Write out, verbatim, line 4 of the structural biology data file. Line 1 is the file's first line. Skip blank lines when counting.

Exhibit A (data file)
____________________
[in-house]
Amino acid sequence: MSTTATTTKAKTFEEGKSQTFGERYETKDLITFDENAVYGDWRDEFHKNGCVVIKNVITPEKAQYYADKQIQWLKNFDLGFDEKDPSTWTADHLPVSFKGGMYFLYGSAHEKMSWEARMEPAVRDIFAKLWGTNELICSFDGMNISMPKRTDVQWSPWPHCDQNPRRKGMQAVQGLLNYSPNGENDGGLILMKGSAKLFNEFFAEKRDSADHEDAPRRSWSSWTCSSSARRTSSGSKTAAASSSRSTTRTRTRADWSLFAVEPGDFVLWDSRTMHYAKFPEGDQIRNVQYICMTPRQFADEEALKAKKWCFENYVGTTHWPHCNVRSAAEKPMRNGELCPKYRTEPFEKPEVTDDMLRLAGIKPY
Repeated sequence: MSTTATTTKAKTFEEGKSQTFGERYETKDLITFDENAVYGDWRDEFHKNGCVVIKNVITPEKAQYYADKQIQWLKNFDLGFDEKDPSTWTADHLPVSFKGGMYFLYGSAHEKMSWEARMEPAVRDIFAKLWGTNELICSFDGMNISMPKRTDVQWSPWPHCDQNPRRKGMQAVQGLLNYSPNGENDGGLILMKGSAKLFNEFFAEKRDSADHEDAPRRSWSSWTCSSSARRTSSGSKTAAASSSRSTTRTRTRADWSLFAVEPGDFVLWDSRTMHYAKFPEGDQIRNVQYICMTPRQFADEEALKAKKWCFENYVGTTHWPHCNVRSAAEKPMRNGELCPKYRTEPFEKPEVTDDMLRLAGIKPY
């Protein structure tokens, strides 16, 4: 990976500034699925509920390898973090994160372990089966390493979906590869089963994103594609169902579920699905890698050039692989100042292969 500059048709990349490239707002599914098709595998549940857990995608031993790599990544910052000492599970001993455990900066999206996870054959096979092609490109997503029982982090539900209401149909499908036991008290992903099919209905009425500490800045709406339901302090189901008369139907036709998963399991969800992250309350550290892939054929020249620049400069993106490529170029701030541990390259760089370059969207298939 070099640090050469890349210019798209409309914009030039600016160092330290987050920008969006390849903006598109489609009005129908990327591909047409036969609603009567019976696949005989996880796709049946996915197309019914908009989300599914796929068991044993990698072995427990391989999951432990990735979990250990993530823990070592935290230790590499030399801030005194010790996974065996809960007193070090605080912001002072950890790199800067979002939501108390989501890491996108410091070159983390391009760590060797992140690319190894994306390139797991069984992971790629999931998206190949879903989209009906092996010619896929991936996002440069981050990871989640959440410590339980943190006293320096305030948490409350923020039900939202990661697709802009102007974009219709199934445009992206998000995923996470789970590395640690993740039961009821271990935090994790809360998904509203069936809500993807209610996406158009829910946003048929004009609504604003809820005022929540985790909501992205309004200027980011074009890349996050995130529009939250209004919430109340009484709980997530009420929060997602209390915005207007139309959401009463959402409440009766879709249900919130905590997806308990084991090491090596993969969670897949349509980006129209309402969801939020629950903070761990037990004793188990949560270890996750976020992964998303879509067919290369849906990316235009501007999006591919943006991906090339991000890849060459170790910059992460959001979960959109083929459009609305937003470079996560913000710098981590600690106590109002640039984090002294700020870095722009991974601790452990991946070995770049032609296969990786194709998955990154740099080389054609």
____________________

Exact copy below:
């Protein structure tokens, strides 16, 4: 990976500034699925509920390898973090994160372990089966390493979906590869089963994103594609169902579920699905890698050039692989100042292969 500059048709990349490239707002599914098709595998549940857990995608031993790599990544910052000492599970001993455990900066999206996870054959096979092609490109997503029982982090539900209401149909499908036991008290992903099919209905009425500490800045709406339901302090189901008369139907036709998963399991969800992250309350550290892939054929020249620049400069993106490529170029701030541990390259760089370059969207298939 070099640090050469890349210019798209409309914009030039600016160092330290987050920008969006390849903006598109489609009005129908990327591909047409036969609603009567019976696949005989996880796709049946996915197309019914908009989300599914796929068991044993990698072995427990391989999951432990990735979990250990993530823990070592935290230790590499030399801030005194010790996974065996809960007193070090605080912001002072950890790199800067979002939501108390989501890491996108410091070159983390391009760590060797992140690319190894994306390139797991069984992971790629999931998206190949879903989209009906092996010619896929991936996002440069981050990871989640959440410590339980943190006293320096305030948490409350923020039900939202990661697709802009102007974009219709199934445009992206998000995923996470789970590395640690993740039961009821271990935090994790809360998904509203069936809500993807209610996406158009829910946003048929004009609504604003809820005022929540985790909501992205309004200027980011074009890349996050995130529009939250209004919430109340009484709980997530009420929060997602209390915005207007139309959401009463959402409440009766879709249900919130905590997806308990084991090491090596993969969670897949349509980006129209309402969801939020629950903070761990037990004793188990949560270890996750976020992964998303879509067919290369849906990316235009501007999006591919943006991906090339991000890849060459170790910059992460959001979960959109083929459009609305937003470079996560913000710098981590600690106590109002640039984090002294700020870095722009991974601790452990991946070995770049032609296969990786194709998955990154740099080389054609």